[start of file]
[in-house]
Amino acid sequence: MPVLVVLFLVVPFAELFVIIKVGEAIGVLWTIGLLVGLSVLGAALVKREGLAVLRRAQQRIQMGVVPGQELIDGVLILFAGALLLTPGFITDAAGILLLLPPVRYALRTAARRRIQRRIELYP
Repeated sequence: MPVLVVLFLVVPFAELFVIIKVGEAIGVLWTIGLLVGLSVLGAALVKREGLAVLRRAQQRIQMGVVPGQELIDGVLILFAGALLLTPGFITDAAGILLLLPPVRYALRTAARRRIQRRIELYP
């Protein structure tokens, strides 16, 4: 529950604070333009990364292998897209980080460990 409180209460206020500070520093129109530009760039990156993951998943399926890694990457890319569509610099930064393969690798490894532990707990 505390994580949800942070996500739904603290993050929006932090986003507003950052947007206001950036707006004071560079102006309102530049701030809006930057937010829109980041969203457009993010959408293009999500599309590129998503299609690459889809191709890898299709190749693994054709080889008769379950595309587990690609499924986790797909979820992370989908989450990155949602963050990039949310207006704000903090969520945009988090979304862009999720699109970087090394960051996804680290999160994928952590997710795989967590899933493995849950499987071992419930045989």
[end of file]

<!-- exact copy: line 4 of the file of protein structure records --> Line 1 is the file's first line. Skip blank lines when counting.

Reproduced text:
């Protein structure tokens, strides 16, 4: 529950604070333009990364292998897209980080460990 409180209460206020500070520093129109530009760039990156993951998943399926890694990457890319569509610099930064393969690798490894532990707990 505390994580949800942070996500739904603290993050929006932090986003507003950052947007206001950036707006004071560079102006309102530049701030809006930057937010829109980041969203457009993010959408293009999500599309590129998503299609690459889809191709890898299709190749693994054709080889008769379950595309587990690609499924986790797909979820992370989908989450990155949602963050990039949310207006704000903090969520945009988090979304862009999720699109970087090394960051996804680290999160994928952590997710795989967590899933493995849950499987071992419930045989």